Reviewing Ken Burns’s BaseballPosted: February 11, 2018
I had watched the Tenth Inning of Ken Burns’s Baseball (before watching the original nine innings) a few years ago and wrote about it here. Having watched it again, this time on the other side of the original series, I’ve decided not to rehash what I wrote previously. Instead, now that I’m finished, I’ve decided to look at the series as a whole.
Overall, the series provides a look at the history of baseball in a way that simultaneously provides a bit of breadth and a bit of depth. Discussing baseball from its earliest days all the way into the twenty-first century is no small feat. Baseball has existed on record for well over 150 years, approaching two hundred years at this point, and that existence is not confined to any one place or in any one form. A myriad of leagues have formed and gone under over the course of the game’s history, and each of these leagues were riddled with superstars, legendary teams, and exciting games and stories.
Baseball focuses primarily on five teams, all of which played a large and central role in baseball’s history: the New York Yankees, Brooklyn Dodgers, New York Giants, Chicago Cubs, and Boston Red Sox. That’s not to say that Burns completely ignores the rest of the teams in Major League Baseball, they just don’t get as much attention. If a team was lucky enough to have a Ty Cobb or a Pete Rose, or to get riddled by some kind of scandal, they’d get some coverage. Otherwise, most teams, especially newer teams, barely received more than a passing nod in the documentary. While it would have been nice for Burns to have spread the love a bit more, given the tremendous scope of this project, he can certainly be forgiven for choosing his battles. Had Burns taken on coverage of everything that fans might have liked to have seen, Baseball would have needed to at least quadruple the size of the series — and it already sits at eleven DVDs total.
I do like and appreciate that Burns does not gloss over the not-so-pretty aspects of the game and its history. Rather, the series unwaveringly takes on exploration of the 1919 Black Sox scandal and rampant gambling surrounding the game; it pounds away at the reserve clause and the implications it had on the business side of professional baseball; a spotlight is shone on the “gentleman’s agreement” among owners and the pervading racism throughout Major League Baseball’s history; and issues like the players’ strike and steroid use taking place in more recent history receive a long, thorough look in the Tenth Inning.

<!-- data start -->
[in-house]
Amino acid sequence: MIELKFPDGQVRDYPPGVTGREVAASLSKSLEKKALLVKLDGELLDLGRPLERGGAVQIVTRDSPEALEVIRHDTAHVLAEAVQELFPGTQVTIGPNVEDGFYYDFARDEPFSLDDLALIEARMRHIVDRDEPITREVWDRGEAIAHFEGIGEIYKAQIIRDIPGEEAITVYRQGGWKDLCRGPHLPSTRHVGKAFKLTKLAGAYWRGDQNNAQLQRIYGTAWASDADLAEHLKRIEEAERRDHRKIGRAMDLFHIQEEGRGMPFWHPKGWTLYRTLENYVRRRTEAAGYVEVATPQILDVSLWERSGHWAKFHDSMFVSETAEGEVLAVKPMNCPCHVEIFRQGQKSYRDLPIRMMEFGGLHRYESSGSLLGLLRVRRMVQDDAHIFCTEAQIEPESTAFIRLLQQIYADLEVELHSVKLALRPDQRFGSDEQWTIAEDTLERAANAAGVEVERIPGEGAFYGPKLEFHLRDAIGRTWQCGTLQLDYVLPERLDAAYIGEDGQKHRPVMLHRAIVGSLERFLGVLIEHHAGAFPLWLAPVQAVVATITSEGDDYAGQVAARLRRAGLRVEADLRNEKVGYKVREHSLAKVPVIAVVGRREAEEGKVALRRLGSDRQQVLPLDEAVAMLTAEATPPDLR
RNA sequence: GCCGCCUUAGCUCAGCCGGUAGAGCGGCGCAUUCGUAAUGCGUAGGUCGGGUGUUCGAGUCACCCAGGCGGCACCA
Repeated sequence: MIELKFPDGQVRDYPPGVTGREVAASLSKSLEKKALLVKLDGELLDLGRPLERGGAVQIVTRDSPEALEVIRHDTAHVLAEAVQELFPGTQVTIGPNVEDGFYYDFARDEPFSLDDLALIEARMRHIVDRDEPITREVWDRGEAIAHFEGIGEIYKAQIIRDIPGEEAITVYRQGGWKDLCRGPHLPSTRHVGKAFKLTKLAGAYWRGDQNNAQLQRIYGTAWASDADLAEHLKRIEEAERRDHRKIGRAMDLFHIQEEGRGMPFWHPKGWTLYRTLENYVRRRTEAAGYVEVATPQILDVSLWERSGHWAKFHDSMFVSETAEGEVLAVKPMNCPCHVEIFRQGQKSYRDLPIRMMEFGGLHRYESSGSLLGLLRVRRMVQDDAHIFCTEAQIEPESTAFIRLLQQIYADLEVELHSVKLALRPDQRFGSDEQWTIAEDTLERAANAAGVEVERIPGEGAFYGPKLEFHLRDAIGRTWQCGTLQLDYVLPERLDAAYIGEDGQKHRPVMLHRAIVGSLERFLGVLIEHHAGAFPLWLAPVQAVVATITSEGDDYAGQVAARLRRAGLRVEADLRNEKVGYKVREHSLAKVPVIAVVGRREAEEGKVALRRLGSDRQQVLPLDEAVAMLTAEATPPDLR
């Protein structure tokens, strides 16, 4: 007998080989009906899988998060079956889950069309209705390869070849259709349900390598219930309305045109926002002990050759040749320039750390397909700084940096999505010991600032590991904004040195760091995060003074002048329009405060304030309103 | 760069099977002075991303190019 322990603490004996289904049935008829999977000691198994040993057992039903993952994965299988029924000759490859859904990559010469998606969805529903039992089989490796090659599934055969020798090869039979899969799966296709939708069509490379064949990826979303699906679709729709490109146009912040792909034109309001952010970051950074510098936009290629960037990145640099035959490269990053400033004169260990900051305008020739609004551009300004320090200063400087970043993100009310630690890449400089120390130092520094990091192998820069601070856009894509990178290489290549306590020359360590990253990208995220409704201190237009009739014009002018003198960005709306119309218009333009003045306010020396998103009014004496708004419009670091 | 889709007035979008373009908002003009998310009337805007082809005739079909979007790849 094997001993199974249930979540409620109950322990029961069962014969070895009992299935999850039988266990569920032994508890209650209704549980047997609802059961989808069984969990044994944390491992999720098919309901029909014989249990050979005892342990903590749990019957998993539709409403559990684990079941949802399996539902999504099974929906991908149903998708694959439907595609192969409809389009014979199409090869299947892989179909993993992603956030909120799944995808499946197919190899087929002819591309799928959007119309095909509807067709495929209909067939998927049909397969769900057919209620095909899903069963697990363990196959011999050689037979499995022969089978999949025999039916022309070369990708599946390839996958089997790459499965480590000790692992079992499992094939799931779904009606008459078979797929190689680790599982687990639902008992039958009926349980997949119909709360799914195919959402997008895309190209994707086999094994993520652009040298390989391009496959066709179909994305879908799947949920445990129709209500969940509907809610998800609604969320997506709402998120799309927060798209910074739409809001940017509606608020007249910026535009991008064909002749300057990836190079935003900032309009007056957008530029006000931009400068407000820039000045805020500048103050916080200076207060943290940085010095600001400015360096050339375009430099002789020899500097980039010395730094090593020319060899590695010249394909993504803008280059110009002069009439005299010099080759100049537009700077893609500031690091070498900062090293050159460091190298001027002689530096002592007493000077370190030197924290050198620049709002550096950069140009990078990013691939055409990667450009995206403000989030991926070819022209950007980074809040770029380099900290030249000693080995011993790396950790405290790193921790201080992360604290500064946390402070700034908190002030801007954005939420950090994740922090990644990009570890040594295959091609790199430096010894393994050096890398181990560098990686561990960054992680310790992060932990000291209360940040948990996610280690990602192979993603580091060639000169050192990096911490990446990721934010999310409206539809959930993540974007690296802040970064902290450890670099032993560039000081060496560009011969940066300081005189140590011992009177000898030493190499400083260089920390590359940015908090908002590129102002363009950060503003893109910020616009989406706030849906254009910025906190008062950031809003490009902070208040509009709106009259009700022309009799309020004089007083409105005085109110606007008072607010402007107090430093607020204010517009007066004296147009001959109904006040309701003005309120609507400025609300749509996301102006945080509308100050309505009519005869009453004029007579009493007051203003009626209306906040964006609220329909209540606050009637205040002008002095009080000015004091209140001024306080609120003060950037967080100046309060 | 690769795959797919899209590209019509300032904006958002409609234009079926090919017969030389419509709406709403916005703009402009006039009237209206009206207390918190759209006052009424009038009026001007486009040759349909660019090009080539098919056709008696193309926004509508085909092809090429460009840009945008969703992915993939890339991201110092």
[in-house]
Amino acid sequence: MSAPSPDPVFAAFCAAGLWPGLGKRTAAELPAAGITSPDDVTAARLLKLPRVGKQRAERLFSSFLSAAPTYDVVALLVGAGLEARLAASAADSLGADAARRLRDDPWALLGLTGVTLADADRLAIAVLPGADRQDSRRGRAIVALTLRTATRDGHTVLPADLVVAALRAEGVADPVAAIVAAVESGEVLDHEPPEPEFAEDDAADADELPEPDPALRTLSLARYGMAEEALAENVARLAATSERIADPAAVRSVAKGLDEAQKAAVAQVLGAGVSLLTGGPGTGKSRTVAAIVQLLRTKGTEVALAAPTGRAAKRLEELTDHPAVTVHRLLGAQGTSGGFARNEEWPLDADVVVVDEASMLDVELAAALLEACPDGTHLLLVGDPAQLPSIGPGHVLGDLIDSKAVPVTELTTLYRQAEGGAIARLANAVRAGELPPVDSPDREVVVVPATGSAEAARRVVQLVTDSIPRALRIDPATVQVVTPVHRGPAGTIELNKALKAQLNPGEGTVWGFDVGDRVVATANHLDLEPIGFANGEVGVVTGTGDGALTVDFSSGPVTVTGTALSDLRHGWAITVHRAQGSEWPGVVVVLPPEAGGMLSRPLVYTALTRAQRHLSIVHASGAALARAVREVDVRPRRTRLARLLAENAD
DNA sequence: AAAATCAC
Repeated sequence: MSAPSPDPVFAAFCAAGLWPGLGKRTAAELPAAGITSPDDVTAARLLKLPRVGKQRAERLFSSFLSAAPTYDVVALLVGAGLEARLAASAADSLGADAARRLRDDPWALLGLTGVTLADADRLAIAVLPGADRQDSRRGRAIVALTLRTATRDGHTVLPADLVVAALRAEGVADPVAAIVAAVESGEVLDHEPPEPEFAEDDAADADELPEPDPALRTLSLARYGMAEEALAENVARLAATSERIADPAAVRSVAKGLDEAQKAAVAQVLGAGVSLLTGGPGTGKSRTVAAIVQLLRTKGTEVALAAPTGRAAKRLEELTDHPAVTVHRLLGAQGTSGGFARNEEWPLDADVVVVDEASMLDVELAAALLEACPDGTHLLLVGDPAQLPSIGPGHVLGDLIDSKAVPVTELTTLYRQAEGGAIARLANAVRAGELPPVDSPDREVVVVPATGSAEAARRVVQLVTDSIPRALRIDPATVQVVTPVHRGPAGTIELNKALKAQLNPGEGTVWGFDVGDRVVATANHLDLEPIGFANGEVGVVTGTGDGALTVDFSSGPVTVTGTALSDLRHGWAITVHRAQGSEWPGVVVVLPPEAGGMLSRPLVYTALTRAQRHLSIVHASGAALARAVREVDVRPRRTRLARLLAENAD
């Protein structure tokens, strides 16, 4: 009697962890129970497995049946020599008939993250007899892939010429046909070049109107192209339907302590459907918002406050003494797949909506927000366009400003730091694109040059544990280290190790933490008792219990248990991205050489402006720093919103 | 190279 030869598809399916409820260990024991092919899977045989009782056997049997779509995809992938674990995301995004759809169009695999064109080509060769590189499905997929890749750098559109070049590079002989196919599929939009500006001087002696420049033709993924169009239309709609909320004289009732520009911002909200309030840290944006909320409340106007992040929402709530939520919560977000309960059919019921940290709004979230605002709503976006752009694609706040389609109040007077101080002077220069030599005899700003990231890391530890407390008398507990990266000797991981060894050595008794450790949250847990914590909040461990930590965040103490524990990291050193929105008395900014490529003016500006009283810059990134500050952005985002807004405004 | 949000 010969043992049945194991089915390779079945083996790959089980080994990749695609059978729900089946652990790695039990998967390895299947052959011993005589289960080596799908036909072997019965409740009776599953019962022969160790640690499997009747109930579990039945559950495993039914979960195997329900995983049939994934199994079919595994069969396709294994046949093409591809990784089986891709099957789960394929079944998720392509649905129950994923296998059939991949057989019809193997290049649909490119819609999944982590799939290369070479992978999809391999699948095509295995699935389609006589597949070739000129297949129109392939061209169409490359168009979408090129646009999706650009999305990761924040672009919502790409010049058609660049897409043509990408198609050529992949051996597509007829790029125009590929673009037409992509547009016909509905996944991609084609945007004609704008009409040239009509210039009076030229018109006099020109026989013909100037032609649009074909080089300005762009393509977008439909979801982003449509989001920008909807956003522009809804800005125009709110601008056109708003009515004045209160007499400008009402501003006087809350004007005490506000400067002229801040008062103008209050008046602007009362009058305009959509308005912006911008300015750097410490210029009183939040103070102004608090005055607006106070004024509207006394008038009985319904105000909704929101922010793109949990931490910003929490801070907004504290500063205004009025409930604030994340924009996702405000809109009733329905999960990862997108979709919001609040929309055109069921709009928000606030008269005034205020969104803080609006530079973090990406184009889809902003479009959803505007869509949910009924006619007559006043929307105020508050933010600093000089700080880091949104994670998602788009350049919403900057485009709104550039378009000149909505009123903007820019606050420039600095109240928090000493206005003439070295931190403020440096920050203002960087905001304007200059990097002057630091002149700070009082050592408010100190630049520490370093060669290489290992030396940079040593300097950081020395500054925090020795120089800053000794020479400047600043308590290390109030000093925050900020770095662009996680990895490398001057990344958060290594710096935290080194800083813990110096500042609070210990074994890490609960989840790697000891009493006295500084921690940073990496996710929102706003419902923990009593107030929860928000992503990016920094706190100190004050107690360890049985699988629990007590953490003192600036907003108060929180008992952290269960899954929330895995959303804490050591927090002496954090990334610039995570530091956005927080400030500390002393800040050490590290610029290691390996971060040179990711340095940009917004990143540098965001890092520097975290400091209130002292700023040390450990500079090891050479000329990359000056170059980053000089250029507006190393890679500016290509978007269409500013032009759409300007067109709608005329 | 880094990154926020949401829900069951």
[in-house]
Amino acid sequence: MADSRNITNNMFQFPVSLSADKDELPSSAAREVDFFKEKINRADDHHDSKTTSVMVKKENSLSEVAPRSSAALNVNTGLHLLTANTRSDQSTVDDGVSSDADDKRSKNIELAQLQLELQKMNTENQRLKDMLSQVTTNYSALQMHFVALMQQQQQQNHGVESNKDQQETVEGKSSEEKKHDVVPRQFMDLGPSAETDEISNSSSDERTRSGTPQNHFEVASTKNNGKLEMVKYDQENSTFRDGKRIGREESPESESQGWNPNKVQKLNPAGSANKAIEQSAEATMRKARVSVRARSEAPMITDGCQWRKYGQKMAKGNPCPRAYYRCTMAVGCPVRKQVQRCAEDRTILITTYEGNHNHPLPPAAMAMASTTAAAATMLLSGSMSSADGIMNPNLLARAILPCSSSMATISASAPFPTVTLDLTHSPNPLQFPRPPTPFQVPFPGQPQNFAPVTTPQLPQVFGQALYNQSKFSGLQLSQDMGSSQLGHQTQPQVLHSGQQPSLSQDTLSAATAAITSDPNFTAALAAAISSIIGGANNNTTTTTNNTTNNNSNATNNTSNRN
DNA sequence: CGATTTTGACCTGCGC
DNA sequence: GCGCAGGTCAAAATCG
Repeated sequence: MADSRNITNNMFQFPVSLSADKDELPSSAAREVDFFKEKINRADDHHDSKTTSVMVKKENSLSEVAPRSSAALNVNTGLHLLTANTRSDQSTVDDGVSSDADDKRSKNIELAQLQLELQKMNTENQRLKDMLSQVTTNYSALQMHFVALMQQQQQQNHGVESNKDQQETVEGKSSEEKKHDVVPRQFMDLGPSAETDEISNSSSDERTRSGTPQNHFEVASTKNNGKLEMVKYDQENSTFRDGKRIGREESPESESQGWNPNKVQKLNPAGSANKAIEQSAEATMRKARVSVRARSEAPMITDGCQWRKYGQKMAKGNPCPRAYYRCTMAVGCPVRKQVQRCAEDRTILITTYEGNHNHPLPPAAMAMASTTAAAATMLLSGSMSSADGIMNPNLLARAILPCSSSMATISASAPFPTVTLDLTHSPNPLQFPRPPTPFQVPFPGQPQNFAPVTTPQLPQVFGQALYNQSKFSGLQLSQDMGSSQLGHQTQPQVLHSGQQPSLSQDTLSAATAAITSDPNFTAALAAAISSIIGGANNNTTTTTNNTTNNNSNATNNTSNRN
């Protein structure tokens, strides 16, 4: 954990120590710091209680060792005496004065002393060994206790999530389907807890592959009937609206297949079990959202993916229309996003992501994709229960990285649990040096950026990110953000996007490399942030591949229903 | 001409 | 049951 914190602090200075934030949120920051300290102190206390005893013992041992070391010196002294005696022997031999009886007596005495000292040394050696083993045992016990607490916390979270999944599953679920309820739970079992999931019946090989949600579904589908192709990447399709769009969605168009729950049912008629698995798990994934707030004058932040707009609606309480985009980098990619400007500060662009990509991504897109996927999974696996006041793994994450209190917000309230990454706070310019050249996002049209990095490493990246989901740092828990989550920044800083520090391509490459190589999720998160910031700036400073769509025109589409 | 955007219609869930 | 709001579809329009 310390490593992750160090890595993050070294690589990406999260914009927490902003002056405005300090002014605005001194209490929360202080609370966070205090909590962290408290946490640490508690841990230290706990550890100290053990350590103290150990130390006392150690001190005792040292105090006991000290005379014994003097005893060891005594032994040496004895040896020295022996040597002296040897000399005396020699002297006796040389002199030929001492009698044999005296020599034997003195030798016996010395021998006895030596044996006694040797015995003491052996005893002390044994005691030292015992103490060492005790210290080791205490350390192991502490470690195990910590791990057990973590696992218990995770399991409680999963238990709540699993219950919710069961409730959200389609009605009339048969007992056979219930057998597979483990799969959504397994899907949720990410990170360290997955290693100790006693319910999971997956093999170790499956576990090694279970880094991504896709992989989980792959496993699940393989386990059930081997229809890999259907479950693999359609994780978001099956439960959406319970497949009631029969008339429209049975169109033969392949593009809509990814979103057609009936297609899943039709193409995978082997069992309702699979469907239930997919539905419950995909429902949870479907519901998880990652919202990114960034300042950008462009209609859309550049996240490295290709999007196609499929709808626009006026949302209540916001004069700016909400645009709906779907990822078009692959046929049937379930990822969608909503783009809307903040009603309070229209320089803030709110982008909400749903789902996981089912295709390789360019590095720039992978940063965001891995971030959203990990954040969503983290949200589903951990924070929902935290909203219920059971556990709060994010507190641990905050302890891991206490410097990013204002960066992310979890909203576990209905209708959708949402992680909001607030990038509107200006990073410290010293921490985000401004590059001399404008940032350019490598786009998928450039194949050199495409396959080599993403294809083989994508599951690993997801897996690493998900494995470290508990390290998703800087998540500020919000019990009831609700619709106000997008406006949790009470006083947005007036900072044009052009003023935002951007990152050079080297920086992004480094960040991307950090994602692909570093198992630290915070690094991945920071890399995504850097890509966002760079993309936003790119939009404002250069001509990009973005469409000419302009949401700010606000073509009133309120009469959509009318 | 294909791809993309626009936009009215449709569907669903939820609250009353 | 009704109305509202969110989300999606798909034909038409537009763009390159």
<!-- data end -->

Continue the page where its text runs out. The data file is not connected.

As much as I applaud the scope of this documentary, I will admit that same scope does make it rather daunting to take on. If you’ve been following along with my journey through Baseball, you’ll know that I started with the First Inning of the series back in October, before the 2017 MLB season had even fully ended. Now, here we are only days away from the start of 2018 Spring Training, and I have finally reached the end of the documentary. It is a marathon, for sure, though it is a marathon that most true baseball fans will no doubt be willing to push through because it is definitely worth it. Most Americans, even among those who consider themselves fans of the game, remain wholly ignorant of much of baseball’s history. For anyone who decides they genuinely want to learn more about the game, its history, its players, and the forces that have shaped it, this is definitely a great place to start.
If you would like to read my summaries of all the individual innings, you can do so by following the Ken Burns tag here.